Ancient History, Marriage and Family, Things We Shouldn't Discuss

Valentine’s Day Is Here

February 14 is the Festival of St. Valentine. Unfortunately, there are no fewer than fourteen guys named Valentine on the Roman Catholic tally of saints, so no one is completely sure which one is being memorialized. It might be that the day is reserved for all of them – sort of like Veterans’ Day, I guess.

The best candidate for being the original St. Valentine is a Roman priest named Valentinius who was martyred during the reign of Claudius Gothicus, around the year 270 CE. Although the details are sketchy, Valentinius was apparently caught in the act of performing Christian marriages – which was punishable by death.

Claudius took a liking to Valentinius and probably would have spared his life, but Valentinius took the overtures of friendship as indicators that Claudius might be interested in converting to Christianity. Valentinius was – mistaken.

The emperor had him hauled outside of town and clubbed. When that didn’t kill him, they stoned him. When the executioners got tired of that, they just whacked off his head with a sword.

What does this teach us? That Hallmark can turn anything into a cash cow.


5 thoughts on “Valentine’s Day Is Here”

    1. Valentine’s Day has no significance for us. It’s just a day. It’s kind of like Thanksgiving to us. Why make a special day for something you should be doing every day?

      1. I just don’t see how that conversation went well. “Honey, Valentine’s day is all about just taking our money, let’s just pretend every day is Valentine’s day!” It reminds me a little of when I tried to explain that “diamonds” don’t have any real value, they are just artificially inflated by greedy diamond cartels like De Beers.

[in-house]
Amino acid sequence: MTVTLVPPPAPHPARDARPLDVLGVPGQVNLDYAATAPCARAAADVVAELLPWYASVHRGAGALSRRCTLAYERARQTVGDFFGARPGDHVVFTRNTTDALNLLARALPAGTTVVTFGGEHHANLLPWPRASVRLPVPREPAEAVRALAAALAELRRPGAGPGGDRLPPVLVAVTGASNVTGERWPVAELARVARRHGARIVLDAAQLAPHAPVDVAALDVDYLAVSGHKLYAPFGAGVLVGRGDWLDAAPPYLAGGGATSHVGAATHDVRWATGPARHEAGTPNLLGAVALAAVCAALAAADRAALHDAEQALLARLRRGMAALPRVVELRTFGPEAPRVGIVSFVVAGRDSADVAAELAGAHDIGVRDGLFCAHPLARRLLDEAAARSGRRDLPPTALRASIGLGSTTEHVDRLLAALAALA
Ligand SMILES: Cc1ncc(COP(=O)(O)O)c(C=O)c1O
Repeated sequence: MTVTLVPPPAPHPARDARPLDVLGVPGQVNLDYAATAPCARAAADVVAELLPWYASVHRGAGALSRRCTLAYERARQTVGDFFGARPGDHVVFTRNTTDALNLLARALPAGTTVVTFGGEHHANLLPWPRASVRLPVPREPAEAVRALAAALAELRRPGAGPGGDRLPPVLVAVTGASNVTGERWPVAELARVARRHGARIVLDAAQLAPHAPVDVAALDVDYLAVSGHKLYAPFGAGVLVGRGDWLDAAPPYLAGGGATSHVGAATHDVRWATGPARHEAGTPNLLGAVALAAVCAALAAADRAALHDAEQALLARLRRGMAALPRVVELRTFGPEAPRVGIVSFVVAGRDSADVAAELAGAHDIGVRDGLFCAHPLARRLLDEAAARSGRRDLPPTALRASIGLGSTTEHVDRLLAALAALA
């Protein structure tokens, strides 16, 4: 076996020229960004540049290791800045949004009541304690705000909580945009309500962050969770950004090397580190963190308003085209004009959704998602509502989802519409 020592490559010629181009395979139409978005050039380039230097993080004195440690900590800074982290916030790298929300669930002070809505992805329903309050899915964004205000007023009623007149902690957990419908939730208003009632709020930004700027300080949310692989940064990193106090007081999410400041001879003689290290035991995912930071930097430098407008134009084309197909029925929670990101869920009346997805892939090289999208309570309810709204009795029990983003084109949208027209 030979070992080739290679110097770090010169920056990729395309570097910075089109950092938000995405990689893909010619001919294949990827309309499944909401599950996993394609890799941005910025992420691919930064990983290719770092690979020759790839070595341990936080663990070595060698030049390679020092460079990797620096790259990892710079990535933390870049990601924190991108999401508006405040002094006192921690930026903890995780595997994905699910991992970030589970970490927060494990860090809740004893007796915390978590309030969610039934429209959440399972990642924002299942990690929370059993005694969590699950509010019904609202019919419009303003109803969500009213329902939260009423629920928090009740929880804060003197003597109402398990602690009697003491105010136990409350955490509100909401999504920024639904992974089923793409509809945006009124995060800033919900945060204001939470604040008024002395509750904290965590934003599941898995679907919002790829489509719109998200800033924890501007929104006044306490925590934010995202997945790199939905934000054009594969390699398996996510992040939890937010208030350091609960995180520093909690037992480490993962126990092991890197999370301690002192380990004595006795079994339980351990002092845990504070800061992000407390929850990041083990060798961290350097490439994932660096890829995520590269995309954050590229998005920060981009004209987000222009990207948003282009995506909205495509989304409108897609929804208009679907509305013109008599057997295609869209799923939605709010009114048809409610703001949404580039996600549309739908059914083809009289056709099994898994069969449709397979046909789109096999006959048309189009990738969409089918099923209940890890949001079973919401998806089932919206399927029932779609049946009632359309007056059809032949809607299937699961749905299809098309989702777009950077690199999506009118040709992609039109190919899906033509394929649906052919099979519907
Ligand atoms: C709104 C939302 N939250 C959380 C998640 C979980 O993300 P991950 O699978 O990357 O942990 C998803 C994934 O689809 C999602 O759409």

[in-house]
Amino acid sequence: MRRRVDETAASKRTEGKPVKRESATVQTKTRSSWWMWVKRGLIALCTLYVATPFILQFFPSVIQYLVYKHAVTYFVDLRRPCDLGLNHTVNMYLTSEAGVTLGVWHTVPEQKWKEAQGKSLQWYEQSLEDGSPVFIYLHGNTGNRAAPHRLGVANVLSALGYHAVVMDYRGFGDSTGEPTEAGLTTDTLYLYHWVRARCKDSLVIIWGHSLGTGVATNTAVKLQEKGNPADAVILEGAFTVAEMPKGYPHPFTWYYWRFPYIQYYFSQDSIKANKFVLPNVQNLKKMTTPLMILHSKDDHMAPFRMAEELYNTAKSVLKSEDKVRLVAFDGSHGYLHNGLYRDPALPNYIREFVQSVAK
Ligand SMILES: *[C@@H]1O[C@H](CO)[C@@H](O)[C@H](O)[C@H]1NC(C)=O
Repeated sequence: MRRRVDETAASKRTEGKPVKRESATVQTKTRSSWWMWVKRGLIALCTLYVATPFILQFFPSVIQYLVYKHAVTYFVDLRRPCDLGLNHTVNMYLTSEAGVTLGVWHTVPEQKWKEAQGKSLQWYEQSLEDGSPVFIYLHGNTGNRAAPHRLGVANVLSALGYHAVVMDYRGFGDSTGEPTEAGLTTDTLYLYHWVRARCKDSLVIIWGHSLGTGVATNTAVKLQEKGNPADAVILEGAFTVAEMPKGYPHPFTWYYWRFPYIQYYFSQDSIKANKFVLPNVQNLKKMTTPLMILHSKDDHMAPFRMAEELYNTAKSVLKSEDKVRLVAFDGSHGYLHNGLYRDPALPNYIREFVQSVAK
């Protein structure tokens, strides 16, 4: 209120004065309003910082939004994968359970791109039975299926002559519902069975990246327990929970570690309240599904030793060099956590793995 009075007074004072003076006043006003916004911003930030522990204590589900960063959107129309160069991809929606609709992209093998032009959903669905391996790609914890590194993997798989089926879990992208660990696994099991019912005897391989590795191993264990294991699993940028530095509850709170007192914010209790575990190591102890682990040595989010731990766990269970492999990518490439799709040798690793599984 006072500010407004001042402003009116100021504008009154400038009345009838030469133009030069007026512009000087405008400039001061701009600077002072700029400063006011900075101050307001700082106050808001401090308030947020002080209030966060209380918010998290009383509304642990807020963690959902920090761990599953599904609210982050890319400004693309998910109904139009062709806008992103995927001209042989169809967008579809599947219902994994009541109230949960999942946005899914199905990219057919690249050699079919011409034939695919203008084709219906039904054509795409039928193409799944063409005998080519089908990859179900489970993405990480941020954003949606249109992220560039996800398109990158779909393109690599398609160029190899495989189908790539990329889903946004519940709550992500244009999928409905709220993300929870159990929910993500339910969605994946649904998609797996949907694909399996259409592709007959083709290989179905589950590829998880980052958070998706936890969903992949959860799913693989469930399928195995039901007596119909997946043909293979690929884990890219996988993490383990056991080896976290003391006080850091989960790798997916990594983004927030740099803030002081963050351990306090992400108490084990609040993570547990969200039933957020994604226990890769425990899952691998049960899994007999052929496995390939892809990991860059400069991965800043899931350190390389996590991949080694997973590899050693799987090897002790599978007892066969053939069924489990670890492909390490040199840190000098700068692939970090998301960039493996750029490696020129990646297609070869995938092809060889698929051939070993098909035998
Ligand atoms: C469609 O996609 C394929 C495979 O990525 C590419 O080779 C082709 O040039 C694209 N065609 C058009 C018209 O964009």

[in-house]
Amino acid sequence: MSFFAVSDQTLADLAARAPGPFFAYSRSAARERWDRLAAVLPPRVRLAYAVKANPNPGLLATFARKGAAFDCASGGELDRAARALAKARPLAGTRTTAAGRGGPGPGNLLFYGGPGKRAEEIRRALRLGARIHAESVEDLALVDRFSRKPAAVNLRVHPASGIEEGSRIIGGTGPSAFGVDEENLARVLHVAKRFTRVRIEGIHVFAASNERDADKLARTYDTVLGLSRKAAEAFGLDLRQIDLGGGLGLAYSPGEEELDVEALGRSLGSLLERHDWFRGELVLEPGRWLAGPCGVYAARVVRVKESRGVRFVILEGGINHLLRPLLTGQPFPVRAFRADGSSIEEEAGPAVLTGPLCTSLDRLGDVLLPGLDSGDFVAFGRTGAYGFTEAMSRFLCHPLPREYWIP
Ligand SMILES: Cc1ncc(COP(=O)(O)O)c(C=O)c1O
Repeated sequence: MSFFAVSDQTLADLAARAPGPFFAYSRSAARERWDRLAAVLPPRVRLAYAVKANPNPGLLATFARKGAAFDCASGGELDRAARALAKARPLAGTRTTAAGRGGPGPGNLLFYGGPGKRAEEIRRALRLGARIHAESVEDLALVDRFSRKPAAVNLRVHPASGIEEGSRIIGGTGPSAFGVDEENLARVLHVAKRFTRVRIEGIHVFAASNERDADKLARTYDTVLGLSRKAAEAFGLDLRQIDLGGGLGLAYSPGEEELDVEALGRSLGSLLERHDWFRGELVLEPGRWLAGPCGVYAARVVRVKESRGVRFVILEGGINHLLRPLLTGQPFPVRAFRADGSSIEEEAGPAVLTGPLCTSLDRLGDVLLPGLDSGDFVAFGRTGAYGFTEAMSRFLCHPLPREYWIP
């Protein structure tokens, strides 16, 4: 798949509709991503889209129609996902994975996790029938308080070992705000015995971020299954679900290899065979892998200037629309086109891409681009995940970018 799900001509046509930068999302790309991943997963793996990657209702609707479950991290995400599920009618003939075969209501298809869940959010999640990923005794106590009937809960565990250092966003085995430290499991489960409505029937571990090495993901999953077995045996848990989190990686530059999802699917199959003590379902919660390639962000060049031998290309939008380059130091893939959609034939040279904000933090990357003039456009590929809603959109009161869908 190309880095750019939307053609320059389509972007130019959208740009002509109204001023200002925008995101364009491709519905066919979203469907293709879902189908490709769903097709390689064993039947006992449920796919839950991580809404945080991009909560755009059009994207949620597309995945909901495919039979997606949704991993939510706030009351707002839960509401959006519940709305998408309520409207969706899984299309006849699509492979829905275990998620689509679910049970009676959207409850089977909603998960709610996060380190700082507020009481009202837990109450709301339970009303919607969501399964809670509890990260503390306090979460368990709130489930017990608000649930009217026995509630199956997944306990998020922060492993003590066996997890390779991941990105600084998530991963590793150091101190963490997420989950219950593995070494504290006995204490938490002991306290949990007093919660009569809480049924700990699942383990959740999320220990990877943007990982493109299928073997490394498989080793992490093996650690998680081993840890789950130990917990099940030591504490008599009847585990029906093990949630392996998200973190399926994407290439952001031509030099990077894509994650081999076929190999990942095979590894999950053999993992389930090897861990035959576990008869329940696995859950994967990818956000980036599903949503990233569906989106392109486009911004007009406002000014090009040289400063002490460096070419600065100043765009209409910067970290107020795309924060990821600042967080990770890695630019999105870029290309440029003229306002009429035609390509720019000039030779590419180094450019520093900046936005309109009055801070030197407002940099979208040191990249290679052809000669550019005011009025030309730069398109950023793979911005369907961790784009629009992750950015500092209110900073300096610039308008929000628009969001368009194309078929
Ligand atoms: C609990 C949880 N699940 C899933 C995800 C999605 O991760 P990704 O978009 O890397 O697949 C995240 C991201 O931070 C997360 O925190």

You really don’t see any value in days like Valentines and Thanksgiving? How about this (I know I’m going to regret bringing theology into this), commemorative days are a good thing because God set the precedent for them. Sure it would have been great if the Israelites taught their kids every day why and how they were brought out of Egypt (and to a lesser extent of course they should), but instead God instituted a special day for it, along with some others, as well. Sure the people that sold the little hyssop branches made an extra shekel or two on those days, but God felt they were important none-the-less.

      2. My wife has no real use for diamonds, and would have agreed with you on your evaluation of them. Actually, the conversation went more like this.

        ERIK: I don’t see the point of spending money on cards.
        NICHOLE: Me either.
        ERIK: Do you want flowers once a year or throughout the year?
        NICHOLE: Let’s go with ‘throughout the year’.
        ERIK: Sounds good.

        We don’t get into the whole medieval and patently absurd idea of courtly love that is the foundation of most western expectations of ‘love.’

        I know you didn’t just pull Torah as an argument for two totally American holidays, so I will just pretend like you didn’t. Valentine’s day isn’t just a couple of people making a little extra money. Hallmark literally invented a perpetual industry around it.

  1. While still observed in Anglican and Lutheran Churches, Valentine hasn’t been on the Roman calendar since 1969.

    Instead, Feb. 14 belongs to Sts. Cyril and Methodius, 9th century apostles to the Slavs, known for translating the Scriptures (e.g., Cyrillic alphabet)

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